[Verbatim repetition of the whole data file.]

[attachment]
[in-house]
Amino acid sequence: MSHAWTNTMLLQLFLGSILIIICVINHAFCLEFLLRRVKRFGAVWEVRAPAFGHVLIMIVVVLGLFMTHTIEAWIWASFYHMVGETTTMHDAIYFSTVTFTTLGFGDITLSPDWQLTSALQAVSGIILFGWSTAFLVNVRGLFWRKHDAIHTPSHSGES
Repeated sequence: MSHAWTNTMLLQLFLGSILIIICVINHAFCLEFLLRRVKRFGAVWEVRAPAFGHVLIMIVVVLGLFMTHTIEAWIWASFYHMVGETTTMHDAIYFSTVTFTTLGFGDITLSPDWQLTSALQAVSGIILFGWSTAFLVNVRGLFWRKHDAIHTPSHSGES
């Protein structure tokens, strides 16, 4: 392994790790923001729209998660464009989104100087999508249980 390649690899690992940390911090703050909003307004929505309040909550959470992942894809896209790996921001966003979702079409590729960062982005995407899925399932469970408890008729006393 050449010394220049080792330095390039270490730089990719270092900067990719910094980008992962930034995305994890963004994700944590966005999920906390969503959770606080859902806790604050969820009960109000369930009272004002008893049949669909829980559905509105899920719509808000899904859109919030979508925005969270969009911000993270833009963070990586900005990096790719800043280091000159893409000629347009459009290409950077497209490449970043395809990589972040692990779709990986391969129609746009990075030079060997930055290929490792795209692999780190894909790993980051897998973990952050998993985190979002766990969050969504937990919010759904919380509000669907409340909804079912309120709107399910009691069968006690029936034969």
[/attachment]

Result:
[in-house]
Amino acid sequence: MSHAWTNTMLLQLFLGSILIIICVINHAFCLEFLLRRVKRFGAVWEVRAPAFGHVLIMIVVVLGLFMTHTIEAWIWASFYHMVGETTTMHDAIYFSTVTFTTLGFGDITLSPDWQLTSALQAVSGIILFGWSTAFLVNVRGLFWRKHDAIHTPSHSGES
Repeated sequence: MSHAWTNTMLLQLFLGSILIIICVINHAFCLEFLLRRVKRFGAVWEVRAPAFGHVLIMIVVVLGLFMTHTIEAWIWASFYHMVGETTTMHDAIYFSTVTFTTLGFGDITLSPDWQLTSALQAVSGIILFGWSTAFLVNVRGLFWRKHDAIHTPSHSGES
């Protein structure tokens, strides 16, 4: 392994790790923001729209998660464009989104100087999508249980 390649690899690992940390911090703050909003307004929505309040909550959470992942894809896209790996921001966003979702079409590729960062982005995407899925399932469970408890008729006393 050449010394220049080792330095390039270490730089990719270092900067990719910094980008992962930034995305994890963004994700944590966005999920906390969503959770606080859902806790604050969820009960109000369930009272004002008893049949669909829980559905509105899920719509808000899904859109919030979508925005969270969009911000993270833009963070990586900005990096790719800043280091000159893409000629347009459009290409950077497209490449970043395809990589972040692990779709990986391969129609746009990075030079060997930055290929490792795209692999780190894909790993980051897998973990952050998993985190979002766990969050969504937990919010759904919380509000669907409340909804079912309120709107399910009691069968006690029936034969």